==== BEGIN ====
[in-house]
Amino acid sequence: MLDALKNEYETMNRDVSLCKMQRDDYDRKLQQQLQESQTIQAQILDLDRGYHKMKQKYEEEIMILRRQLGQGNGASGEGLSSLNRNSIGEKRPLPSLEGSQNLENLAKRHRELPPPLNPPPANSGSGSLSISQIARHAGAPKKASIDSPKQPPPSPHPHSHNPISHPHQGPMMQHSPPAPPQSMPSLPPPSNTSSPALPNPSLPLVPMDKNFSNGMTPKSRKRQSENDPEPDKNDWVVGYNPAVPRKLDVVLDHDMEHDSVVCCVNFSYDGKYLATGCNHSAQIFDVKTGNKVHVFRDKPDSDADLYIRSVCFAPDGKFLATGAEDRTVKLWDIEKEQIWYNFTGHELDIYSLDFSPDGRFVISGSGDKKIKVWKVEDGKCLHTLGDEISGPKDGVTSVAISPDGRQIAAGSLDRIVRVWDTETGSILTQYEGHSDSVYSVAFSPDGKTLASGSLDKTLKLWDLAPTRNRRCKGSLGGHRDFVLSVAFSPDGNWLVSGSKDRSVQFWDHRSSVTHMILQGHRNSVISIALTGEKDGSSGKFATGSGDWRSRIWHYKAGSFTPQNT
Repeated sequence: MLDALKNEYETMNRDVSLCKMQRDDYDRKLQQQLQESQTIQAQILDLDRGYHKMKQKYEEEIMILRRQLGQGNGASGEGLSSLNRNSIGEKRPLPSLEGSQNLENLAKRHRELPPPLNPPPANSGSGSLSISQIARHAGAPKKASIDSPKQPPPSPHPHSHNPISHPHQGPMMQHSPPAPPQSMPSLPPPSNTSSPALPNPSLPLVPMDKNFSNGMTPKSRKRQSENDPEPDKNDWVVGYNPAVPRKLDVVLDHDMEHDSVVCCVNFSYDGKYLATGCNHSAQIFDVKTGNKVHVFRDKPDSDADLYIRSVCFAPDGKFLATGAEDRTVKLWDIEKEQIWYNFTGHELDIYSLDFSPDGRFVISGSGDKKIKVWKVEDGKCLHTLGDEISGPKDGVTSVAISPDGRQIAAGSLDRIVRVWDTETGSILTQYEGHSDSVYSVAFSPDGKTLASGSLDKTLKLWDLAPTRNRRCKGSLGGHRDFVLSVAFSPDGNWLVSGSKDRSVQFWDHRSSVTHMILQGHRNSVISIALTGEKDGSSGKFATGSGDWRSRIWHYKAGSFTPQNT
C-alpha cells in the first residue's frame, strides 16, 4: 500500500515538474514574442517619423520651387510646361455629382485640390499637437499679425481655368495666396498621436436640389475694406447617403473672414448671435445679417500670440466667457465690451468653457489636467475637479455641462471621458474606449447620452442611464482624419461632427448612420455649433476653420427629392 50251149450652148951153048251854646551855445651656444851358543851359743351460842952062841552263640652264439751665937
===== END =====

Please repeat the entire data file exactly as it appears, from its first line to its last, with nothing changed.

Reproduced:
[in-house]
Amino acid sequence: MLDALKNEYETMNRDVSLCKMQRDDYDRKLQQQLQESQTIQAQILDLDRGYHKMKQKYEEEIMILRRQLGQGNGASGEGLSSLNRNSIGEKRPLPSLEGSQNLENLAKRHRELPPPLNPPPANSGSGSLSISQIARHAGAPKKASIDSPKQPPPSPHPHSHNPISHPHQGPMMQHSPPAPPQSMPSLPPPSNTSSPALPNPSLPLVPMDKNFSNGMTPKSRKRQSENDPEPDKNDWVVGYNPAVPRKLDVVLDHDMEHDSVVCCVNFSYDGKYLATGCNHSAQIFDVKTGNKVHVFRDKPDSDADLYIRSVCFAPDGKFLATGAEDRTVKLWDIEKEQIWYNFTGHELDIYSLDFSPDGRFVISGSGDKKIKVWKVEDGKCLHTLGDEISGPKDGVTSVAISPDGRQIAAGSLDRIVRVWDTETGSILTQYEGHSDSVYSVAFSPDGKTLASGSLDKTLKLWDLAPTRNRRCKGSLGGHRDFVLSVAFSPDGNWLVSGSKDRSVQFWDHRSSVTHMILQGHRNSVISIALTGEKDGSSGKFATGSGDWRSRIWHYKAGSFTPQNT
Repeated sequence: MLDALKNEYETMNRDVSLCKMQRDDYDRKLQQQLQESQTIQAQILDLDRGYHKMKQKYEEEIMILRRQLGQGNGASGEGLSSLNRNSIGEKRPLPSLEGSQNLENLAKRHRELPPPLNPPPANSGSGSLSISQIARHAGAPKKASIDSPKQPPPSPHPHSHNPISHPHQGPMMQHSPPAPPQSMPSLPPPSNTSSPALPNPSLPLVPMDKNFSNGMTPKSRKRQSENDPEPDKNDWVVGYNPAVPRKLDVVLDHDMEHDSVVCCVNFSYDGKYLATGCNHSAQIFDVKTGNKVHVFRDKPDSDADLYIRSVCFAPDGKFLATGAEDRTVKLWDIEKEQIWYNFTGHELDIYSLDFSPDGRFVISGSGDKKIKVWKVEDGKCLHTLGDEISGPKDGVTSVAISPDGRQIAAGSLDRIVRVWDTETGSILTQYEGHSDSVYSVAFSPDGKTLASGSLDKTLKLWDLAPTRNRRCKGSLGGHRDFVLSVAFSPDGNWLVSGSKDRSVQFWDHRSSVTHMILQGHRNSVISIALTGEKDGSSGKFATGSGDWRSRIWHYKAGSFTPQNT
C-alpha cells in the first residue's frame, strides 16, 4: 500500500515538474514574442517619423520651387510646361455629382485640390499637437499679425481655368495666396498621436436640389475694406447617403473672414448671435445679417500670440466667457465690451468653457489636467475637479455641462471621458474606449447620452442611464482624419461632427448612420455649433476653420427629392 50251149450652148951153048251854646551855445651656444851358543851359743351460842952062841552263640652264439751665937